Knights, 'Dawgs offer two paths to top


November 12, 1993|By PAT O'MALLEY

North County and Southern are Anne Arundel County high school football teams that are so different, yet so similar. Their styles offer a contrast, but their results have them in the playoffs.

State championships are within reach of both teams, and it's not just wishful thinking.

No. 6 North County plays host to Watkins Mill (9-1) at 7:30 tonight in the state Class 4A quarterfinals, and No. 7 Southern visits Potomac (9-1) tomorrow for a 1 p.m. Class 2A quarterfinal in Prince George's County.

North County and Southern both are 9-1, with the Knights winning the county 4A title and the 'Dawgs taking the county 2A-3A title. Each has a nucleus of outstanding athletes, a strong defense, the ability to score in bunches, and a swagger that manifests confidence, but the similarities end there.

The Knights are making their third consecutive playoff appearance under effervescent Chuck Markiewicz; the 'Dawgs are making their first under quiescent Buck Gardner. A 9-1 record is expected at North County, but it is the best in Southern history.

Southern never had won more than seven games in a season (which it did four times under Tom Tereshinsky from 1961 to 1973) until this year, and the best Gardner had gone was 6-4 seven times during his first 19 years, including 1991 and 1992.

Now in his 20th season as head coach of the 'Dawgs, Gardner holds the distinction of being the only county football coach to lose 100 games. His career record is 92-108, and the distinction is something his longtime assistant Al Hunt reminds me about each week.

Each week Hunt calls my 24-Hour Sportsline, (410) 647-2499, to report the Southern result and he always starts it with, "from the only coach in county history to lose 100 games." It seems I was the first to bring it up and they won't let up on it.

It's that sense of humor that has enabled Gardner to endure 20 years in a part of the county where basketball is king.

Gardner has struggled annually to be respectable with small turnouts and not much size, but it all came together this year with a group of athletes who believe in themselves and have given a so-so program the status of a potential state champion.

In contrast, North County has been successful from the beginning, going 35-8 in its four years of existence under Markiewicz (52-21, seven-year career), including a 10-2 record and state semifinalist finish.

Markiewicz brought his run-and-shoot from Meade to North County, and the Knights' success with it has encouraged other county teams to add more passing to their attacks.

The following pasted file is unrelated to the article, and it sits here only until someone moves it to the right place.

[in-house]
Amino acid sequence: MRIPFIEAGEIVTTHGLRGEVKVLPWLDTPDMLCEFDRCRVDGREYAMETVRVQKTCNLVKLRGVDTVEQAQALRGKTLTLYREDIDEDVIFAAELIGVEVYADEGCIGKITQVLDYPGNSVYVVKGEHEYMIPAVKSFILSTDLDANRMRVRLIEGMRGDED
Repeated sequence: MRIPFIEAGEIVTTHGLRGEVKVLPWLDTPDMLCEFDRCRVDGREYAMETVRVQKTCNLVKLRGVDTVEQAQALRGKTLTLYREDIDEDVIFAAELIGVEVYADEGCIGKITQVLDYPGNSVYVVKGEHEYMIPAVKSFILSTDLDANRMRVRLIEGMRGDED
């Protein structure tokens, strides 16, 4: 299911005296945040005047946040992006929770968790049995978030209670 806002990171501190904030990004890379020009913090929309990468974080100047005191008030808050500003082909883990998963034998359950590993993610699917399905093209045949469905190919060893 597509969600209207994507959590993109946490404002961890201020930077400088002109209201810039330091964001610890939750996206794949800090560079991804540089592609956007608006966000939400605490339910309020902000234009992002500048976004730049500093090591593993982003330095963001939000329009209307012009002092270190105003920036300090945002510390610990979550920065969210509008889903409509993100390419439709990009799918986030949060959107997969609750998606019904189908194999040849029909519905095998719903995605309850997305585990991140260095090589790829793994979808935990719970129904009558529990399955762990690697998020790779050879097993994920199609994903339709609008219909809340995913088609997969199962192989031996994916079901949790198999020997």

Gardner was somewhat of an innovator himself in the 1980s with a razzle-dazzle offense that included flea flickers and triple reverses. One year he even sent the media a roster with heights and weights listed metrically.

He has become a bit more conservative, but his penchant for the big surprise is still there.

Gardner is not afraid to have his team throw the football, but the Southern's passes are of a high-percentage variety because of an attack that boasts three backs with 600 yards or more rushing: Corey Contee (1,168), Jason Poknis (628) and Jamar Mullen (617).

Quarterback Joe McCafferty has completed 46 of 79 passes (.582) for 850 yards, but that pales in comparison to the Knights' Justin Rice, who is 135-for-211 (.613) for 1,945 yards. Where McCafferty compares favorably is with his 18 touchdown passes.

Rice leads the Baltimore/Washington metro areas with 27 touchdown passes.

Southern has three backs among the county's Top 10 in rushing and just one player in the receiving Top 10 (Wayne Small, 24 receptions); by comparison, North County has just one player in the rushing Top 10 (Mike Drocella, 887) but four in the receiving Top 10: Teon Carter (37 receptions), Lou Brown (36), Topper Ellis (29) and Kevin Mitchell (28).

North County led the county in scoring in 1991 and 1992, but Southern was first this year with 366 points, compared with the Knights' 311.

The most significant similarity between the two is defense. Southern has yielded only 67 points in 10 games, compared with North County's 117.

Don't be surprised if the teams with contrasting style share the same ultimate result: a state title.

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